When Chrisopher Nolan, the director of such thought-provoking films as “Memento” and “Insomnia” was brought on board to direct “Batman Begins” in 2005, he brought a much needed jolt of energy and creativity to the Batman franchise. He transformed a proud silly series and elevated it into an epic crime tale along the lines of “The Godfather.”
With the sequel, “The Dark Knight,” Nolan and his brother, co-screenwriter Jonathon Nolan, took the opportunity to dig even deeper into darker themes that affect our society. The first half of the film starts out as a well done action-movie; however, somewhere in the middle it turns into a disturbing look at a crumbling society in desperate need of hope.
And where do the citizens of Gotham City turn to for that hope? Is it Batman, played by Christian Bale, reprising his dual role as the Caped Crusader and billionaire Bruce Wayne? Or, is it new District Attorney Harvey Dent, sharply played by Aaron Eckhart? Bruce Wayne, the man behind the bat, doesn’t know if he can trust the new D.A., so when he stumbles upon Harvey at dinner with his childhood friend and love of his life Rachel Dawes (Maggie Gyllenhaal), he seizes the opportunity to join them and get a feel for the man, all the while hearing Harvey’s views on a just society. The scene is a wonderful introduction for the two characters and plays out with subtlety and nuance.
Bruce likes what he hears and now trusts the new D.A, so with Harvey’s help and the help of Lieutenant Jim Gordon (Gary Oldman), he sets out to destroy any criminal organizations still remaining. But, with the appearance of a psychotic killer named The Joker (the late Heath Ledger in his much publicized final performance), he’s in for a new kind of evil no one can possibly understand. As his butler Alfred (Michael Caine) explains, “Some men aren’t looking for anything logical, like money. They can’t be bought, bullied, reasoned or negotiated with. Some men just want to watch the world burn”.
Ledger’s haunting performance carries “The Dark Knight’s” themes of a chaotic world without answers. A world where there are no rules and human kind under the worst circumstances can be reduced to a beast. Malcolm McDowell’s portrayal of Alex de Large in “A Clockwork Orange” and Jack Nicholson as Jack Torrence in “The Shining” come to mind while watching Ledger’s performance; yet Ledger as The Joker brings a noxious, almost demonic quality to the role that makes it entirely his own.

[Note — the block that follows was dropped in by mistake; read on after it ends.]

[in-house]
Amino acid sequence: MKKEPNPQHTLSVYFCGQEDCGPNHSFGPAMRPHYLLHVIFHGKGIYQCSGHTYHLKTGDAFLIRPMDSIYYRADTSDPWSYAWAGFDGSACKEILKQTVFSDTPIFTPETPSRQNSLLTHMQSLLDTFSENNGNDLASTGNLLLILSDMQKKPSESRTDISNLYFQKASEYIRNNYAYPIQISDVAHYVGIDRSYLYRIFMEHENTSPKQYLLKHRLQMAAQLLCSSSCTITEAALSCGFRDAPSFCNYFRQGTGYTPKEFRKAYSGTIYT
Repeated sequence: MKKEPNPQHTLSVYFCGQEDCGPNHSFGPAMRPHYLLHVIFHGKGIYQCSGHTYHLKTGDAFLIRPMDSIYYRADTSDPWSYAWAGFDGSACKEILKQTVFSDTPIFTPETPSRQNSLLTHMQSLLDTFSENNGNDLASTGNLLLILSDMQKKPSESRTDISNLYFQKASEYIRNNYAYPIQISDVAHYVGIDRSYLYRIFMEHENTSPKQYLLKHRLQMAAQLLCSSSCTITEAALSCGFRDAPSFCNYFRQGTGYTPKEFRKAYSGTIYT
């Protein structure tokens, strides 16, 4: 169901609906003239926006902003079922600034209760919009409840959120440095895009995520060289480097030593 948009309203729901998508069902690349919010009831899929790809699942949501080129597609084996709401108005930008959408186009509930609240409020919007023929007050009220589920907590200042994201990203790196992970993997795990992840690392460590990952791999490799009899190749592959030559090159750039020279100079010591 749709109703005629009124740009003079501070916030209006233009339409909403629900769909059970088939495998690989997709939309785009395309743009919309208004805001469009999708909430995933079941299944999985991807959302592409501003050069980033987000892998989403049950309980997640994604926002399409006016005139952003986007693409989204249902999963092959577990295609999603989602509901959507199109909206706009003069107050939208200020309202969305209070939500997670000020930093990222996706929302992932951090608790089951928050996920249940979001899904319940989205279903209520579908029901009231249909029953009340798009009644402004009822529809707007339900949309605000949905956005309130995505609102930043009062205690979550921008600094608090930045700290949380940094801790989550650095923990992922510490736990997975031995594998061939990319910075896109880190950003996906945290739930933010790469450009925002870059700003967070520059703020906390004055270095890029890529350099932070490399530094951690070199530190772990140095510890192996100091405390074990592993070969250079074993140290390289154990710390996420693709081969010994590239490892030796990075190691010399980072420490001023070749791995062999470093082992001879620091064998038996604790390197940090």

Ledger’s heinous Joker, however, is balanced by Christian Bale’s stark idealism as Bruce Wayne and his crime fighting alter ego. Bale, one of the finest actors working today, has given a sense of realism to the character of Batman. He’s no longer just a comic-book superhero, but a man representative of everyone who’s tired of the corrupt politicians, bureaucrats and criminals who run the streets. He represents real change, the sort of change that can’t come from an outside hero but only from deep within each person’s soul. Working alongside such heavyweight talents as Morgan Freeman, Michael Caine, Gary Oldman, Maggie Gyllenhaal, Aaron Eckhart and of course Heath Ledger would make a lot of leading men work harder to steal the show. Instead, Bale plays the character with a quiet dignity that only heightens this cinematic masterpiece.
With each character and performance, “The Dark Knight” brings a human component to the questions that face our nation as a whole. If you’re looking for an entertaining ride, check out The Dark Knight, but you might go home with a little bit more.